Policy Evaluation Network (PEN) – Public policies addressing health-related behaviours in Europe – Dr. Liam Kelly

Non-communicable diseases are the leading cause of global mortality, responsible for 39.5 million deaths in 2015, which equates to 70% of all deaths. Successful policy actions to address physical inactivity, unhealthy diets and sedentary behaviour have the potential to influence the health and well-being of an entire population. At the public policy level, the initiation, coordination and implementation of policies that enhance opportunities for whole populations to make healthier physical activity (PA) and diet-related choices are necessary. Yet, no systematic research on the assessment or evaluation of policy interventions across Europe is currently being conducted. Consequently, no information on the merit, worth or utility of policy interventions is available and no guidance or recommendations on how to address this gap in our knowledge exists.

As part of the Joint Programming Initiative on a Healthy Diet for a Healthy Life, researchers from 28 institutes in seven European countries (France, Germany, Ireland, Italy, Norway, Poland, and the Netherlands) and New Zealand combine their expertise to form a Policy Evaluation Network (PEN).

PEN’s vision is to provide Europe with tools to identify, evaluate and benchmark policies designed to directly or indirectly address physical inactivity, unhealthy diets and sedentary behaviour while accounting for existing health inequities. Using structured evaluation principles and methods, PEN will examine the content, implementation and impact of lifestyle policies across Europe and will build on existing knowledge from DEDIPAC (Determinants of Diet and Physical Activity) and the INFORMAS (International Network for Food and Obesity/ non-communicable diseases Research, Monitoring and Action Support) framework. With seven inter-related work packages (WPs), PEN will provide an overview of the ‘best’ public policies most likely to sustainably support more favourable health behaviours.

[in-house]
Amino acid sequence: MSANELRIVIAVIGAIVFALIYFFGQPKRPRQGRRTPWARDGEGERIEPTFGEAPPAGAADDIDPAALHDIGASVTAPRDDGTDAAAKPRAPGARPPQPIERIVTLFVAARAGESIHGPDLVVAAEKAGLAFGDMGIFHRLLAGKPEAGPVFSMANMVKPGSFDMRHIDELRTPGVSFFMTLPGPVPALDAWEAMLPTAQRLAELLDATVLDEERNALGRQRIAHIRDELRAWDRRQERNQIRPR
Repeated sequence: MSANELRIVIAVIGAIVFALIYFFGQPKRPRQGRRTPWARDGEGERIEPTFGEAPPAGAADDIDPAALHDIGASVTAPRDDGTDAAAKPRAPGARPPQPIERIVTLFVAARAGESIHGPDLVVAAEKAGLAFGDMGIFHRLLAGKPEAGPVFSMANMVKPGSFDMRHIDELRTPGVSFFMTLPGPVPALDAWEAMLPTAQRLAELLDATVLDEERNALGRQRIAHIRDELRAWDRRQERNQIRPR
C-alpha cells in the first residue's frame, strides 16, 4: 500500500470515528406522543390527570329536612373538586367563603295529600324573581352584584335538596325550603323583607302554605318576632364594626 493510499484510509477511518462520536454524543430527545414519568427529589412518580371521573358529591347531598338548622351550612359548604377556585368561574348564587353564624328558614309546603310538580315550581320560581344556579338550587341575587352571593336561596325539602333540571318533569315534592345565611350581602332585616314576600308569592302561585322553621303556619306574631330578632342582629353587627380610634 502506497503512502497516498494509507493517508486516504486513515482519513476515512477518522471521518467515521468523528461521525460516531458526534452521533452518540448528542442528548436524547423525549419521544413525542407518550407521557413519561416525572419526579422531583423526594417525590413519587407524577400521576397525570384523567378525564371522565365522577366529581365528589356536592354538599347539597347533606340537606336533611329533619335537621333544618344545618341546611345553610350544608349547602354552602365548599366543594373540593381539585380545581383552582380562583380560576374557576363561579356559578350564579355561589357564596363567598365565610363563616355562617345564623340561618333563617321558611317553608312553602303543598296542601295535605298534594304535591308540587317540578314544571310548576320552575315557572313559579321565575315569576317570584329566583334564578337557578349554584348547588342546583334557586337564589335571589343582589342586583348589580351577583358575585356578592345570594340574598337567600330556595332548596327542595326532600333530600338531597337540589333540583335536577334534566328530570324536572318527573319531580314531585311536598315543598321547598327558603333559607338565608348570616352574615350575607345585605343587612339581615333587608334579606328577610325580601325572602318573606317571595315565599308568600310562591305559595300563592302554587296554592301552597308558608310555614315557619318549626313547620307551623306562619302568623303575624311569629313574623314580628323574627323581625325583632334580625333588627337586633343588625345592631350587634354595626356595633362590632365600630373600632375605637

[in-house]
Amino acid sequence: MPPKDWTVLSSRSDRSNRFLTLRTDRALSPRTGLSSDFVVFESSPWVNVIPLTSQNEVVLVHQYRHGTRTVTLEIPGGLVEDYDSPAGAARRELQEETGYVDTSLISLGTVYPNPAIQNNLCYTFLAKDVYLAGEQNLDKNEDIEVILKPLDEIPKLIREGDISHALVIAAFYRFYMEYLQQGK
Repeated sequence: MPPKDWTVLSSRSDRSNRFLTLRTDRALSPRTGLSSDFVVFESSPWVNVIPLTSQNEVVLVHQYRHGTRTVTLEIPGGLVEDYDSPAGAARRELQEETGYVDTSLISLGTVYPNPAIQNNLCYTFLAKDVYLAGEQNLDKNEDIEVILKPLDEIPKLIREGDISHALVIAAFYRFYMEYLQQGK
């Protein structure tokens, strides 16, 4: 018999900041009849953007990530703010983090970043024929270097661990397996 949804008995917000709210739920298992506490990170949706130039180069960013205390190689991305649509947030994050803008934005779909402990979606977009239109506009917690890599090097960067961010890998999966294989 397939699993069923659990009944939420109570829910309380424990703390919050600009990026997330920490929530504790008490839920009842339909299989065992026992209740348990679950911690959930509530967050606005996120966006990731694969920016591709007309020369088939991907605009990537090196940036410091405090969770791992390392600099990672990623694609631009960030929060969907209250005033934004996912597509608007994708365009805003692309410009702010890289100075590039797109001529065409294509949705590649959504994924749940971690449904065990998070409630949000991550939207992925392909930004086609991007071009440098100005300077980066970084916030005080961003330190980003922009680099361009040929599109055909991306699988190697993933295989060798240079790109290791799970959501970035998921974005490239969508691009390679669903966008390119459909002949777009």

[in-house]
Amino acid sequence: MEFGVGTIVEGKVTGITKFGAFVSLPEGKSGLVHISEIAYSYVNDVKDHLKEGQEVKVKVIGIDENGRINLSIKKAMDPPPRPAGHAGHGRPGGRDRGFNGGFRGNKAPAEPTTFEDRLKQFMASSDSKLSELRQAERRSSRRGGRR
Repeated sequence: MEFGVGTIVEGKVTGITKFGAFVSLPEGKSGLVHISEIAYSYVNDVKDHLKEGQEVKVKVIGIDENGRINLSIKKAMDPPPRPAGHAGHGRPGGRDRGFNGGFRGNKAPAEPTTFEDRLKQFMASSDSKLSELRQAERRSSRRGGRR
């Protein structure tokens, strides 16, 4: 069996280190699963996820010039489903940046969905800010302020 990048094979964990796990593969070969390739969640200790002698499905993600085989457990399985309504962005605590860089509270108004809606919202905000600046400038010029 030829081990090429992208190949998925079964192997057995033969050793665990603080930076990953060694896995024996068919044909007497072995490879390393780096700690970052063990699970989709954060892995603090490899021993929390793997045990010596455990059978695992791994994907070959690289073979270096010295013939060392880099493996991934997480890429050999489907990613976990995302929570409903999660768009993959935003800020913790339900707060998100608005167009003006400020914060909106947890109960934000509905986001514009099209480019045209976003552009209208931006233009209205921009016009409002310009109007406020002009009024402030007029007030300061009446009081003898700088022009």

It will realise the first steps in a bespoke policy monitoring and surveillance system for Europe and refine our knowledge of appropriate research designs and methods for the quantification of policy impact. It will contribute to our understanding of how to achieve successful transnational policy implementation of these evidence-based or evidence-grounded policies in different cultural, demographic or socio-economic settings with particular focus on vulnerable groups. PEN will provide recommendations on equity and diversity to ensure that policy actions are inclusive as opposed to exclusive, are relevant to the changing landscape of Europe and are culturally sensitive. Finally, PEN will provide three worked examples of policy in practice. Three case studies will illustrate how best to evaluate the implementation and impact of policy in order to yield the best results for a healthy diet for a healthy life for European citizens.

PEN will (1) assess public policies with potential influence on food and PA environments, (2) foster a pan-European monitoring and surveillance system, (3) model the impact of policies at the population level, (4) evaluate policy implementation processes and their facilitators and barriers, and (5) give recommendations for an equity and diversity perspective in policies directly or indirectly targeting dietary, PA or SB behaviours across Europe.

Key Objectives

  • To adapt and implement a Food Environment Policy Index (Food EPI) and develop a PA Environment Policy Index (PA EPI) in selected European countries, providing benchmarks for good policy practice to improve dietary behaviours and to enhance PA;
  • To map health and health behaviour indicators needed to evaluate the outcome of policy interventions to the data already provided by existing surveillance/ monitoring systems and establish an expert platform to further develop these systems;